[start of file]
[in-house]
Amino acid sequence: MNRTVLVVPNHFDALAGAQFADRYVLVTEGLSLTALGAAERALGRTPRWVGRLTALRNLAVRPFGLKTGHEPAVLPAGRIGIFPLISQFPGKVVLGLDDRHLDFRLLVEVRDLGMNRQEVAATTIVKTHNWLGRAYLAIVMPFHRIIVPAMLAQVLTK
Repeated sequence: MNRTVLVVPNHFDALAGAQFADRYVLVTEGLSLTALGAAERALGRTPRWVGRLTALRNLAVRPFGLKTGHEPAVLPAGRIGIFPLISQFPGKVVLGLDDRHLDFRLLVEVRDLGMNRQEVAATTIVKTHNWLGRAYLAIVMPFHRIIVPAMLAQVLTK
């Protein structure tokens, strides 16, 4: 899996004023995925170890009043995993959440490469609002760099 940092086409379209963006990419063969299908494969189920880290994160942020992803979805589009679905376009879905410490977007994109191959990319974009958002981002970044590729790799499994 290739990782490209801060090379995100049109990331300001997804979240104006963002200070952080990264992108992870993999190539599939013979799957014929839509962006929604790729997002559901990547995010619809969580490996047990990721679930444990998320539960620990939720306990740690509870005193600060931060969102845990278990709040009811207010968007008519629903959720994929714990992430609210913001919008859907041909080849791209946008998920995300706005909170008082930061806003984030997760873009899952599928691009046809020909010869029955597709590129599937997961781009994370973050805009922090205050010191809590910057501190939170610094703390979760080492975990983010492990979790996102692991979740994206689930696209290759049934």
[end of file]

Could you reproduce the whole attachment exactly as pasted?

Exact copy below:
[in-house]
Amino acid sequence: MNRTVLVVPNHFDALAGAQFADRYVLVTEGLSLTALGAAERALGRTPRWVGRLTALRNLAVRPFGLKTGHEPAVLPAGRIGIFPLISQFPGKVVLGLDDRHLDFRLLVEVRDLGMNRQEVAATTIVKTHNWLGRAYLAIVMPFHRIIVPAMLAQVLTK
Repeated sequence: MNRTVLVVPNHFDALAGAQFADRYVLVTEGLSLTALGAAERALGRTPRWVGRLTALRNLAVRPFGLKTGHEPAVLPAGRIGIFPLISQFPGKVVLGLDDRHLDFRLLVEVRDLGMNRQEVAATTIVKTHNWLGRAYLAIVMPFHRIIVPAMLAQVLTK
């Protein structure tokens, strides 16, 4: 899996004023995925170890009043995993959440490469609002760099 940092086409379209963006990419063969299908494969189920880290994160942020992803979805589009679905376009879905410490977007994109191959990319974009958002981002970044590729790799499994 290739990782490209801060090379995100049109990331300001997804979240104006963002200070952080990264992108992870993999190539599939013979799957014929839509962006929604790729997002559901990547995010619809969580490996047990990721679930444990998320539960620990939720306990740690509870005193600060931060969102845990278990709040009811207010968007008519629903959720994929714990992430609210913001919008859907041909080849791209946008998920995300706005909170008082930061806003984030997760873009899952599928691009046809020909010869029955597709590129599937997961781009994370973050805009922090205050010191809590910057501190939170610094703390979760080492975990983010492990979790996102692991979740994206689930696209290759049934």